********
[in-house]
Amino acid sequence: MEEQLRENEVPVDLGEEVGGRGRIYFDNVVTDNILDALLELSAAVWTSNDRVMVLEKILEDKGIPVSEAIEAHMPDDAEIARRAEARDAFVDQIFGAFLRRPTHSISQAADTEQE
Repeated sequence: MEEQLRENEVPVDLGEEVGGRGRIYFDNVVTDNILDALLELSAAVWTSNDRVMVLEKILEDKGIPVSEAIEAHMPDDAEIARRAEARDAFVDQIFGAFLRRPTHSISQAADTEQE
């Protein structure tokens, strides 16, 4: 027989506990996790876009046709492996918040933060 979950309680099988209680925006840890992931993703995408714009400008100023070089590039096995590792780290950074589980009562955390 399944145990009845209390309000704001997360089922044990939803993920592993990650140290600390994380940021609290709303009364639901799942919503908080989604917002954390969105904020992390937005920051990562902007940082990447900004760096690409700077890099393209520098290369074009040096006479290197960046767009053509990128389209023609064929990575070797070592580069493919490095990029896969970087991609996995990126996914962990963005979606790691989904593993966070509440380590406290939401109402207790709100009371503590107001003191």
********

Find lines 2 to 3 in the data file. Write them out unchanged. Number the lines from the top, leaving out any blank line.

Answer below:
Amino acid sequence: MEEQLRENEVPVDLGEEVGGRGRIYFDNVVTDNILDALLELSAAVWTSNDRVMVLEKILEDKGIPVSEAIEAHMPDDAEIARRAEARDAFVDQIFGAFLRRPTHSISQAADTEQE
Repeated sequence: MEEQLRENEVPVDLGEEVGGRGRIYFDNVVTDNILDALLELSAAVWTSNDRVMVLEKILEDKGIPVSEAIEAHMPDDAEIARRAEARDAFVDQIFGAFLRRPTHSISQAADTEQE